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Considered an average meteor shower, the Eta Aquarids is capable of producing up 10-20 shooting stars per hour (including rare "earthgrazers" that leave long, bright trails) at its peak in the skies over the North Olympic Peninsula and elsewhere in the Northern Hemisphere.
The meteors are fragments of dust shed from the nucleus of Halley's Comet centuries ago. The shower runs annually from April 19-May 28. Halley's Comet itself is still 47 years away from its next visit to our part of the solar system.
The best viewing of the Eta Aquarids will be after midnight because the first-quarter moon will have just set, leaving fairly dark skies for viewing.
Go to a dark location away from city lights. Be sure to give your eyes time to adjust to the dark.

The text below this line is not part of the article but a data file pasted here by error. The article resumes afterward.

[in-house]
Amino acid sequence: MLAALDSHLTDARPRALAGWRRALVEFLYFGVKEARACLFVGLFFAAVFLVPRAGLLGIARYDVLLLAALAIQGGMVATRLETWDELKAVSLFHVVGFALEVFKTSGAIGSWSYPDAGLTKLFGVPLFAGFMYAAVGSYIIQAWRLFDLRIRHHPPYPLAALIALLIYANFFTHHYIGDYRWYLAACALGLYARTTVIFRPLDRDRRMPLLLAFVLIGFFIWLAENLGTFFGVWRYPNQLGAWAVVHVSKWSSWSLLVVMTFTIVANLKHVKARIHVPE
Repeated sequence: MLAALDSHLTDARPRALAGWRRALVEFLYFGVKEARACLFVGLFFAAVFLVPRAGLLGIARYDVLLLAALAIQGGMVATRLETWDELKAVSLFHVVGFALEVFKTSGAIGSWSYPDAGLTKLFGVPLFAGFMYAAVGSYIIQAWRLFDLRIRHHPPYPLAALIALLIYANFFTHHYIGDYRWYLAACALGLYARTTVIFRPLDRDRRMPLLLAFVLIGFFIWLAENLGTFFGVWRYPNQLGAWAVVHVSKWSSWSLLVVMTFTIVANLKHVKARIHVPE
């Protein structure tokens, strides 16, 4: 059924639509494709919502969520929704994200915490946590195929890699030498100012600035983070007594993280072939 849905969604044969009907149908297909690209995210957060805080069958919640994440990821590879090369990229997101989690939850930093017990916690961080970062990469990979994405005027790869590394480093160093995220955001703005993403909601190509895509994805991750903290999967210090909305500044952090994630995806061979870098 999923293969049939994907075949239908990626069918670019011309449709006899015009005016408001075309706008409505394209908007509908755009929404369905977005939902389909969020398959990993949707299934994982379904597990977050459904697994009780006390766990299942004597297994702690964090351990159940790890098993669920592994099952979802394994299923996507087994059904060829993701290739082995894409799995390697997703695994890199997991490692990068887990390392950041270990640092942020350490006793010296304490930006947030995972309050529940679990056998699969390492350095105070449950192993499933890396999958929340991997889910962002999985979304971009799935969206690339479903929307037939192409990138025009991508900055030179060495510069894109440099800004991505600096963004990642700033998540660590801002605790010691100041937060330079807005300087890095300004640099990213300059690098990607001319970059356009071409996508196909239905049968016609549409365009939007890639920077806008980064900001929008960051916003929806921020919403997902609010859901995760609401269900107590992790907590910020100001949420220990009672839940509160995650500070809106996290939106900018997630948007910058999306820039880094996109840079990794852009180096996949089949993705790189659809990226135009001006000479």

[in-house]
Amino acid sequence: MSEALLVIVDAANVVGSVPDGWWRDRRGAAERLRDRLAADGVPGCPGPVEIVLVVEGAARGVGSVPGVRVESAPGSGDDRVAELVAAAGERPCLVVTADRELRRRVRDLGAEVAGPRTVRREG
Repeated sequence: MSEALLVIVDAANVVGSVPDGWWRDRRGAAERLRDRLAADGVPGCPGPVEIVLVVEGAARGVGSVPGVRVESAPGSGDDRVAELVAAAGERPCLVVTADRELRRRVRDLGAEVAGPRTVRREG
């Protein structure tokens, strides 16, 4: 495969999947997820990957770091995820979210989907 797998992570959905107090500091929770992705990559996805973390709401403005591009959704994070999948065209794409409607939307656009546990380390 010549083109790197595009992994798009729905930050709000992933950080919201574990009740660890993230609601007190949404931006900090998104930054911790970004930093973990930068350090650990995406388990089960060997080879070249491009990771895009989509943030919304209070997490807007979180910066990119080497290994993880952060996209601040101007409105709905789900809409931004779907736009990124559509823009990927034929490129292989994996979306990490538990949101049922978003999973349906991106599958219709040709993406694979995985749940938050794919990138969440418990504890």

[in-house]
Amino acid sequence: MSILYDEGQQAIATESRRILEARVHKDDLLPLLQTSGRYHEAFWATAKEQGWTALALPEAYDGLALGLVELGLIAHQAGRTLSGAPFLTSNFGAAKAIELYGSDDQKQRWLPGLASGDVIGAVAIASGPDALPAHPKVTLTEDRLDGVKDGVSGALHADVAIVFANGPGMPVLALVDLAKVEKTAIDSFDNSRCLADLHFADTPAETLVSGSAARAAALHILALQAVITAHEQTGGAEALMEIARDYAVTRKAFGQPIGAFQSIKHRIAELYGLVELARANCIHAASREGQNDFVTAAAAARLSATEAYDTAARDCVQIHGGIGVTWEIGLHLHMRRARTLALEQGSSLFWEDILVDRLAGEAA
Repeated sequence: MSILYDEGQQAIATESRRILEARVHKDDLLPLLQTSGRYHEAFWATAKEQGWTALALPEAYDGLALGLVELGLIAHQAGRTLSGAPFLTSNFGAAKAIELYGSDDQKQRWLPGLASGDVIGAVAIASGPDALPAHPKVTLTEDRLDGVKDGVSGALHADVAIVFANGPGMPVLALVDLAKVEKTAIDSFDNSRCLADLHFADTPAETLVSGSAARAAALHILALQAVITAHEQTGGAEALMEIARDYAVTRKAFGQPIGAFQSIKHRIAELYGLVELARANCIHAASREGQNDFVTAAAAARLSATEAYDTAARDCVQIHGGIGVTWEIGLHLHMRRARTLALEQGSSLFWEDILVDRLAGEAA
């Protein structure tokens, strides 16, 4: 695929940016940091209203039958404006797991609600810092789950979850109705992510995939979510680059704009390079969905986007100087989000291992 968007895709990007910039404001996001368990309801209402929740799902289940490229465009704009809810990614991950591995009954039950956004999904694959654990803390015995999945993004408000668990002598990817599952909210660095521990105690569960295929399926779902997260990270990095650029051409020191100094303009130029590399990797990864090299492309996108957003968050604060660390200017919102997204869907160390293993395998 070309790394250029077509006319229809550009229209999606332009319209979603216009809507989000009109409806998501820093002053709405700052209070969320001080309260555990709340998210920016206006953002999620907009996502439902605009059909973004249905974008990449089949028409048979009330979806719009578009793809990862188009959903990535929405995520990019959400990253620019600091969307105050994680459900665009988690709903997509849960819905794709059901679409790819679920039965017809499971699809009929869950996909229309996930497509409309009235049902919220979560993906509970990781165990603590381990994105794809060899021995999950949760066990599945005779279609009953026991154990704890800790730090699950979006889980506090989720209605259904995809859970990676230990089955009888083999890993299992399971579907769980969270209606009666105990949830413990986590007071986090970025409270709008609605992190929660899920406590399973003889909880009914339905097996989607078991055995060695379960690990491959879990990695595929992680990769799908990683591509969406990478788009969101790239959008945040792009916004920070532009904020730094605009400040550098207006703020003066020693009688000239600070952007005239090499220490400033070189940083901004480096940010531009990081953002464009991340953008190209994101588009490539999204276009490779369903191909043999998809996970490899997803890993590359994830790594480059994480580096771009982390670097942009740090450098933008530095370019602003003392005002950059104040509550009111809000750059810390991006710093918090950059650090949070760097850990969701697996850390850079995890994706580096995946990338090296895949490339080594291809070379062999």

Many meteors will appear to radiate from the constellation Aquarius the Water Bearer, which rises after midnight in the southeastern sky. But they can appear anywhere, including low to the horizon.
For more information, click on: http://earthsky.org/astronomy-essentials/everything-you-need-to-know-eta-aquarid-meteor-shower?utm_source=EarthSky+News&utm_campaign=1250da8e0d-EarthSky_News&utm_medium=email&utm_term=0_c643945d79-1250da8e0d-393845637